Edison and the Electric Chair by Mark Essig
A Story of Light and Death

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Thomas Edison stunned America in 1879 by unveiling a world-changing invention--the light bulb--and then launching the electrification of America's cities. A decade later, despite having been an avowed opponent of the death penalty, Edison threw his laboratory resources and reputation behind the creation of a very different sort of device--the electric chair. Deftly exploring this startling chapter in American history, Edison & the Electric Chair delivers both a vivid portrait of a nation on the cusp of modernity and a provocative new examination of Edison himself. Edison championed the electric chair for reasons that remain controversial to this day. Was Edison genuinely concerned about the suffering of the condemned? Was he waging a campaign to smear his rival George Westinghouse's alternating current and boost his own system? Or was he warning the public of real dangers posed by the high-voltage alternating wires that looped above hundreds of America's streets? Plumbing the fascinating history of electricity, Mark Essig explores America's love of technology and its fascination with violent death, capturing an era when the public was mesmerized and terrified by an invisible force that produced blazing light, powered streetcars, carried telephone conversations--and killed.

About Mark Essig

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Mark Essig earned a doctorate in American history from Cornell University. A native of St. Louis, he now lives in Los Angeles. This is his first book.
Published May 26, 2009 by Walker Books. 368 pages
Genres: Biographies & Memoirs, History, Political & Social Sciences, Crime, Professional & Technical, Science & Math, Computers & Technology, Education & Reference. Non-fiction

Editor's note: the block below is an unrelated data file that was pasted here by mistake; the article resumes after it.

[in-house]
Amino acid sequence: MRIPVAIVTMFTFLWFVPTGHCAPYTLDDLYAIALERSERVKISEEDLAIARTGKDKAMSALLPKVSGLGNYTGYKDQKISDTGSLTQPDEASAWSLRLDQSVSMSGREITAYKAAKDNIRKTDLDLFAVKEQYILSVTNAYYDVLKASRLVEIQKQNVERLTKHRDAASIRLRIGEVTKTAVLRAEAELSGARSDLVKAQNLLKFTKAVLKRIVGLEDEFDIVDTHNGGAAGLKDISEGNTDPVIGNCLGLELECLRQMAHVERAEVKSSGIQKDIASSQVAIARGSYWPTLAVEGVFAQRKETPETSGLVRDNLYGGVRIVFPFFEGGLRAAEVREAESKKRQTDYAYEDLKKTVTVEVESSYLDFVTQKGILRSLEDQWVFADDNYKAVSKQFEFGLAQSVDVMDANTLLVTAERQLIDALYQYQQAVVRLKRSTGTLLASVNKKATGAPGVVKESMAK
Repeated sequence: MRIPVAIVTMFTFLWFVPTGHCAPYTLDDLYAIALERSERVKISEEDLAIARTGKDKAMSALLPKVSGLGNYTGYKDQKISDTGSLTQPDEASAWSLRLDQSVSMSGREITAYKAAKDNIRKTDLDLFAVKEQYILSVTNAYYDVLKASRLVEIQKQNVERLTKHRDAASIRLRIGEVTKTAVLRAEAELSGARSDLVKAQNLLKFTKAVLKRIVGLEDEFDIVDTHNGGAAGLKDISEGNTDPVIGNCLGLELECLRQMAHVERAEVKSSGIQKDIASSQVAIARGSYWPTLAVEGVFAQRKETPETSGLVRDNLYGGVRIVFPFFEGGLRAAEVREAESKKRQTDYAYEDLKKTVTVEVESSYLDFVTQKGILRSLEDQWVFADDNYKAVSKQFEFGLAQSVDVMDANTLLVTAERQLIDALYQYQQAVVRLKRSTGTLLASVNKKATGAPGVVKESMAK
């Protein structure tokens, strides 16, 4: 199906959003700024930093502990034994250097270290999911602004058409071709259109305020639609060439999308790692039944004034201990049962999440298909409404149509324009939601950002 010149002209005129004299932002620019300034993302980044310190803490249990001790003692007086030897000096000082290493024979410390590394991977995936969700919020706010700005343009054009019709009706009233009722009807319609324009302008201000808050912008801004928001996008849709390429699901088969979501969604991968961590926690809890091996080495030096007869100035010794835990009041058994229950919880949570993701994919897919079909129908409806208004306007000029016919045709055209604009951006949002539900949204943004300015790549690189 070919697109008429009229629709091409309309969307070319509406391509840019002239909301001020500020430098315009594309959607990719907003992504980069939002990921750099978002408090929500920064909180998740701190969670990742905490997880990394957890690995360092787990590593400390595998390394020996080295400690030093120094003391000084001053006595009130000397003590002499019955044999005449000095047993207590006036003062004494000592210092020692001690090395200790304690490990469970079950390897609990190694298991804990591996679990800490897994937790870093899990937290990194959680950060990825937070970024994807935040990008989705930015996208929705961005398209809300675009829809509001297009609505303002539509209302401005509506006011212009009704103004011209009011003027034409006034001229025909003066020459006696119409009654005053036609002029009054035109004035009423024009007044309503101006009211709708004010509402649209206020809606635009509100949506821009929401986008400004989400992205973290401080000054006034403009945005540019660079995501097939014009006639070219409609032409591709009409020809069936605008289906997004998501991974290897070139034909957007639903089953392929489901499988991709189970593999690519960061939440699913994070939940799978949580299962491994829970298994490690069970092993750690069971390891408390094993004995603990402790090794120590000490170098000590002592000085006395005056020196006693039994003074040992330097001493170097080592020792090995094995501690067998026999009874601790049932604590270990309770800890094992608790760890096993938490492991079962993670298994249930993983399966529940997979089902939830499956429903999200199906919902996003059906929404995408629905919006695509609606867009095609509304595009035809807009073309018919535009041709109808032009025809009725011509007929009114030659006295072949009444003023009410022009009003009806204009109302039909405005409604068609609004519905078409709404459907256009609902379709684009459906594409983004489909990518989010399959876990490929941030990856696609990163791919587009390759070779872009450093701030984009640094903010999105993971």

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That’s much what Thomas Edison did, writes Essig in this promising debut: though an opponent of capital punishment, he turned his attention in the last decade of the 19th century to the development of the electric chair, which, he argued—at least publicly—was the most humane way to dispose of con...

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Set in the same time period as Larson’s book, Essig combines together a mini-biography of Thomas Edison, a short history of capital punishment in America, wars over electricity and the evolution of the electric chair.

Dec 19 2003 | Read Full Review of Edison and the Electric Chair...

Project MUSE

Though Essig recounts the story of the electric chair in all these different lines and shades, in the end it seems to be Thomas Edison's statement in the hearings of the Kemmler case, driven by his desire to discredit Westinghouse and alternating current, that appears as the decisive moment in fa...

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